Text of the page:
1. YOUR PITCH WAS RUBBISH
The opening email in any brand-blogger relationship is just as important as any first date. You have to make me feel comfortable in your presence, explain why you're better than everyone else and show me some pretty pictures. I would say about 50% of the emails I receive on a daily basis are poorly constructed, don't tell me what I need to know and make no effort to sell the product. I frequently have to ask for press releases or website links, while images copy and pasted into an email have less chance of being read than a copy of Knitter's Weekly. Using that first opportunity to the best of your ability will pay dividends in the long run; it's much easier to build on a great introductory email than to rectify a relationship that's been ruined after the initial approach.
2. I'M NOT QUITE SURE WHY IT'S DIFFERENT
If there's nothing new, innovative or different about this product then why would I feature it over something else? Is it just another face cream with the same qualities as 100 others, or is there genuinely a fabulous ingredient or awesome story I need to know about? Keeping the product benefits to yourself doesn't work for anybody, so shout about them and ensure there's a great story to tell. Even if you don't have a story, creating one that links into current trends or future ingredient hype will work so much better than just chucking a pot in the post and hoping it will stick.
3. IT'S ARRIVED IN SUCH A STATE I CAN'T PHOTOGRAPH IT
My biggest bugbear by far is products that are just shoved in a jiffy bag and sent off to the post office. These parcels get thrown all over the shop and potentially travel the length of the country before they land on the recipient's doorstep; if you're sending a cardboard box it simply won't make it. A little bit of tissue paper or bubble wrap can go a long, long way in helping to protect the product and ensure it makes it to me in one piece. Put simply, it could be the best product in the world - but if it arrives smashed, crushed or crumpled then it isn't going on the blog.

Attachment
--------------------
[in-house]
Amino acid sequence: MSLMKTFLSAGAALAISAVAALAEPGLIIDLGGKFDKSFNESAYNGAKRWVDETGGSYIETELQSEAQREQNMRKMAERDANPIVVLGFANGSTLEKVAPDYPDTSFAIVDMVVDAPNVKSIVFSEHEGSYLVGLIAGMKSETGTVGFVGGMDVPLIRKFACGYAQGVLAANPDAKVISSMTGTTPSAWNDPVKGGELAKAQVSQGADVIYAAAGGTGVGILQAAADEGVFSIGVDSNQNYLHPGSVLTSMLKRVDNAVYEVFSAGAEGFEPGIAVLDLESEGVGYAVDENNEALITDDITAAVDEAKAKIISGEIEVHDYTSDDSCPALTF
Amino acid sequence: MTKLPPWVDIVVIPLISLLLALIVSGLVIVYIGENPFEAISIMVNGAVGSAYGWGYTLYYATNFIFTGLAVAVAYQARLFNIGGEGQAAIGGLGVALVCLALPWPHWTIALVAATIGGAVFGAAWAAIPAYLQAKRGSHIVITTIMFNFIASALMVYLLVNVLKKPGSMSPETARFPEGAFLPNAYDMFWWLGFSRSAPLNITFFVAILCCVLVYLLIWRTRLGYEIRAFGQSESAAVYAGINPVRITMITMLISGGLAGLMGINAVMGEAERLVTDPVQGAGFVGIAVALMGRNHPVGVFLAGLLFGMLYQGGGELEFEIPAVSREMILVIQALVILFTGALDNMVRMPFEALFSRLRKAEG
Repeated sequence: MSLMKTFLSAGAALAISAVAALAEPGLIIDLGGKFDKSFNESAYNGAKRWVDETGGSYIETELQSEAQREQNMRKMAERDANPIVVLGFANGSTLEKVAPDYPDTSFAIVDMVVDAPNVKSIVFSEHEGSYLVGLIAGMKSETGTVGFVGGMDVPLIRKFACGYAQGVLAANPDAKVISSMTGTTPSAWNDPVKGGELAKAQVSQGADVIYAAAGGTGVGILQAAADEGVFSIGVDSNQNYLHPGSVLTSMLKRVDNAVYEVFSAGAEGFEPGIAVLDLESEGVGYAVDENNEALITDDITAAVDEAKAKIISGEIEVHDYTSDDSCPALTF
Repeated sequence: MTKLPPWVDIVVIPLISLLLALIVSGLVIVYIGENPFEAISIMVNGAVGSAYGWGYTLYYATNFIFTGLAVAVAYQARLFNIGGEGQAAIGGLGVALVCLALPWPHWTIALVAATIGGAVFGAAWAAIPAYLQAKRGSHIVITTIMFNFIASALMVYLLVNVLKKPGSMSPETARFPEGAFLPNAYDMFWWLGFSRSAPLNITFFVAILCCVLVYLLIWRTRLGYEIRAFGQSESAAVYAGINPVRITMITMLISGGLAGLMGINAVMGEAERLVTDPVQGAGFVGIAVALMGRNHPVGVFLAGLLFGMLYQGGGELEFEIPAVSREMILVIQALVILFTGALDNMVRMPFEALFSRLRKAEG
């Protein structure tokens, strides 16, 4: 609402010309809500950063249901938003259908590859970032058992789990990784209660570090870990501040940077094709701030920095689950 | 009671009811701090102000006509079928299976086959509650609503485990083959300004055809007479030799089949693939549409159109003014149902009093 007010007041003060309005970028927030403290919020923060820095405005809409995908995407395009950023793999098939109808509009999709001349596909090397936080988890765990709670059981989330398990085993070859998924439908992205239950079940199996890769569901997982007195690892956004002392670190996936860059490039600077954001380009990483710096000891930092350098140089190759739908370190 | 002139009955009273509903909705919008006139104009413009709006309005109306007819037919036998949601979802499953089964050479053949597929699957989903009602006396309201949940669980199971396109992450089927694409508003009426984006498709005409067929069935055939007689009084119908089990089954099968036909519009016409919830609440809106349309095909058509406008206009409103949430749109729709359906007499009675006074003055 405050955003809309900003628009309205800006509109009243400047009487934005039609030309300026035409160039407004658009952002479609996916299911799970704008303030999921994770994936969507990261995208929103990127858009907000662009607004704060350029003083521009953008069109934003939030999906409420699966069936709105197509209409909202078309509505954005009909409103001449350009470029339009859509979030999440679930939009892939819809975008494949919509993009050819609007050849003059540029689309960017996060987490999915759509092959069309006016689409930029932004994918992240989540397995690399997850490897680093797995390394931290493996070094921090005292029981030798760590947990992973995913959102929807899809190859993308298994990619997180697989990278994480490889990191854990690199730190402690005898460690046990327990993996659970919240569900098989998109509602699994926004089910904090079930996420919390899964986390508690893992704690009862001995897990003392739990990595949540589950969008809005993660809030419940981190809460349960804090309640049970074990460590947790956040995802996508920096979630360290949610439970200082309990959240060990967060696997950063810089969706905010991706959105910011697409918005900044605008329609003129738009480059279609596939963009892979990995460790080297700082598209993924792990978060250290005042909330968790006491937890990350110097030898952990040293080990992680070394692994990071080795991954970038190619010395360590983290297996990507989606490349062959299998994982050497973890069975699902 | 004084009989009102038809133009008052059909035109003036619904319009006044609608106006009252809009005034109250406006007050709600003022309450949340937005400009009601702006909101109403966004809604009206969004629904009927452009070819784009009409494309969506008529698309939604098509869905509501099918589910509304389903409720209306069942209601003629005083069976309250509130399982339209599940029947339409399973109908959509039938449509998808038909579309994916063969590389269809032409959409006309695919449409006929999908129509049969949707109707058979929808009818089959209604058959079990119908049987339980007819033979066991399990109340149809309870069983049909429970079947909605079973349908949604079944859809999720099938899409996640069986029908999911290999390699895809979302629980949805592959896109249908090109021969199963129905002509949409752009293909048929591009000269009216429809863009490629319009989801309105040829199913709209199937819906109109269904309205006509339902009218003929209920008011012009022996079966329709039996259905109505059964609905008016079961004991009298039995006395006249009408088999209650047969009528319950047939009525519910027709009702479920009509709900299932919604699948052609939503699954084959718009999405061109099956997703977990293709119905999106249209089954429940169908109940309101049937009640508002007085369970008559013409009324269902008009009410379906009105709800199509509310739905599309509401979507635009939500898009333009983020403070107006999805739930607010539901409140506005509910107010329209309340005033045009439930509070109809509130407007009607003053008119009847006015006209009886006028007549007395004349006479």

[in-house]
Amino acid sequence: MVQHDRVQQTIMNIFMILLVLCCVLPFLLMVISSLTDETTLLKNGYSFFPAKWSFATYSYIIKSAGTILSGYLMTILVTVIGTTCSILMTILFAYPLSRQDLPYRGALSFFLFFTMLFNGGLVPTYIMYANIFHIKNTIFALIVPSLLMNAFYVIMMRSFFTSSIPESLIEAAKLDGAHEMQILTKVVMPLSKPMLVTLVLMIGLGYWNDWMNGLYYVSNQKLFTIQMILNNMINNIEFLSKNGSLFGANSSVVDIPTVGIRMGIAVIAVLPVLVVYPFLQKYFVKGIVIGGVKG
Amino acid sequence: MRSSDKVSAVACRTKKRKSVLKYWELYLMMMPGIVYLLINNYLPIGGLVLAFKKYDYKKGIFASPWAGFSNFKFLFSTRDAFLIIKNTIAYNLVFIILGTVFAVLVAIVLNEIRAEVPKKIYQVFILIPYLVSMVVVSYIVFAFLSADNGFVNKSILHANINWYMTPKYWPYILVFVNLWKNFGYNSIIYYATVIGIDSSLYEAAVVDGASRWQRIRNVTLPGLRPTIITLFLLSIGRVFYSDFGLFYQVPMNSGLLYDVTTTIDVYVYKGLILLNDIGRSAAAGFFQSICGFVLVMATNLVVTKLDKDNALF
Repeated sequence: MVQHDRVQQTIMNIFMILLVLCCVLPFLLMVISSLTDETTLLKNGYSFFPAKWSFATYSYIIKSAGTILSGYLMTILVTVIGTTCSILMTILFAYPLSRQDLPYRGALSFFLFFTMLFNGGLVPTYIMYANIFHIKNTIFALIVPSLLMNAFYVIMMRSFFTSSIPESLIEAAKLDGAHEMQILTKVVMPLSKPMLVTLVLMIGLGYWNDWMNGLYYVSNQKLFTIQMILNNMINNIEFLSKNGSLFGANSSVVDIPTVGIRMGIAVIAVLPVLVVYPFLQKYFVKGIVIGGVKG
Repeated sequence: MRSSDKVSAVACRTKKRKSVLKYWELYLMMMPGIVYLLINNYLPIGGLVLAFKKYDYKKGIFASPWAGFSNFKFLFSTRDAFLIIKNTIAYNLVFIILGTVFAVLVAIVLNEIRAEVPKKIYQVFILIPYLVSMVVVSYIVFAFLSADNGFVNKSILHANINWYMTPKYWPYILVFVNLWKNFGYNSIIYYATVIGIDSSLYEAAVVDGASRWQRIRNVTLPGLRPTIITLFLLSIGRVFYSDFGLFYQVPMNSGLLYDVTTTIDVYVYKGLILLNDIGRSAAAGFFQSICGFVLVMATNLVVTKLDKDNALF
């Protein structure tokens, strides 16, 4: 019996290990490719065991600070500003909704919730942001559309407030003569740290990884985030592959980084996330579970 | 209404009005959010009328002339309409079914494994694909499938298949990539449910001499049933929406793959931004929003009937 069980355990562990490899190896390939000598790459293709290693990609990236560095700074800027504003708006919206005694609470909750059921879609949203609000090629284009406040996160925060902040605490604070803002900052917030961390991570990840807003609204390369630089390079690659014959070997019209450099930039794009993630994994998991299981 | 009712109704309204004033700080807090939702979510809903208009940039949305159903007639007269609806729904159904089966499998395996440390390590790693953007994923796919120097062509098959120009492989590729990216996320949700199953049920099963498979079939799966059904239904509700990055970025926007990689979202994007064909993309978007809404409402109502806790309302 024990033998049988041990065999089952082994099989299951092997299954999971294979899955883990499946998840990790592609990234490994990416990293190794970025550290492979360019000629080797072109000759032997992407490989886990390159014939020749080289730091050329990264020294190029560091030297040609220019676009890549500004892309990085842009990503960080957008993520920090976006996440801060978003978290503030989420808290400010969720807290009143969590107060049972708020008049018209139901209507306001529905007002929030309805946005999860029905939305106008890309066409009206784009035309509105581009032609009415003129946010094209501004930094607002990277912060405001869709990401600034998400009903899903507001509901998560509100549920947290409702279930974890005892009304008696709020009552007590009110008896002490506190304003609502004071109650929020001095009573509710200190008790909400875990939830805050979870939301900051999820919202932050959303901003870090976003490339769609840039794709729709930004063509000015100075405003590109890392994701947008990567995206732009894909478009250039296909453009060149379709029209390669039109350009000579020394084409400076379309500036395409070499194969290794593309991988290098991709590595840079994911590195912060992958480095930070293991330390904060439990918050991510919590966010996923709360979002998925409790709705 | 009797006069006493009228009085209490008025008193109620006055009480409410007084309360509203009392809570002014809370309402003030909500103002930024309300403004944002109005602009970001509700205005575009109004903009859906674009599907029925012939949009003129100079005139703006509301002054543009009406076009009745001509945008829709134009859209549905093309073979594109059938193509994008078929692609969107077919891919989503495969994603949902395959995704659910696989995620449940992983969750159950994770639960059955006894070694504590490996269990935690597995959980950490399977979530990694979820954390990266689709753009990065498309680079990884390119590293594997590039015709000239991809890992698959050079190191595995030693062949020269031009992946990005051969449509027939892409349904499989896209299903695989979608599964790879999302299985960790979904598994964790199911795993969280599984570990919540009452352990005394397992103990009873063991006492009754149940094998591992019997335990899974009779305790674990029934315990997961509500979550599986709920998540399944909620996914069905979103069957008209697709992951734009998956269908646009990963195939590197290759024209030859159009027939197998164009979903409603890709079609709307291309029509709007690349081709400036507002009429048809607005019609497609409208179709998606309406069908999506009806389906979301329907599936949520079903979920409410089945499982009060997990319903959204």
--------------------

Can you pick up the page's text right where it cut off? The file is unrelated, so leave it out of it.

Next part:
4. IT'S NOT SUITED TO MY SKIN TONE OR TYPE
The beauty of the human race is the fact we're all unique; none of us have the same skin needs, tone or texture, so our demands are going to differ. Taking the time out to look at my site, read my bio or simply stalk my Instagram selfies will give you a pretty good indication of the kind of products that will suit me; I can't tell you the quantity of products designed for blonde hair, teenage spots or deep wrinkles that land on my doorstep. The same goes for foundation - mass sending out the shade 'TOWIE Orange' because that's the only one left in the stock room is just a waste of my time and yours.
5. I JUST CAN'T JUSTIFY THE PRICE POINT
In the current climate of austerity, it's incredibly hard to morally justify a product that's over the £75.00 price point. Innovation within the beauty industry now makes it more possible than ever to buy a great skincare and beauty routine while on a budget, so there's simply no need to spend a fortune on one single product. We all like to indulge now and again, plus there's always your Christmas list to stockpile with beauty favourites, but realistically if it's too much money (without any genuine reason) then I just don't feel like I can recommend it. Some products are worth the investment, but when you're paying for an LA-based doctor or a slightly expansive marketing department, it's not on for me to be justifying it to my readers.
Are you a blogger who can relate to the main reasons I don't write about a product? Are you a brand that struggles to get cut-through in your outreach and needs advice? Let me know in the comments below...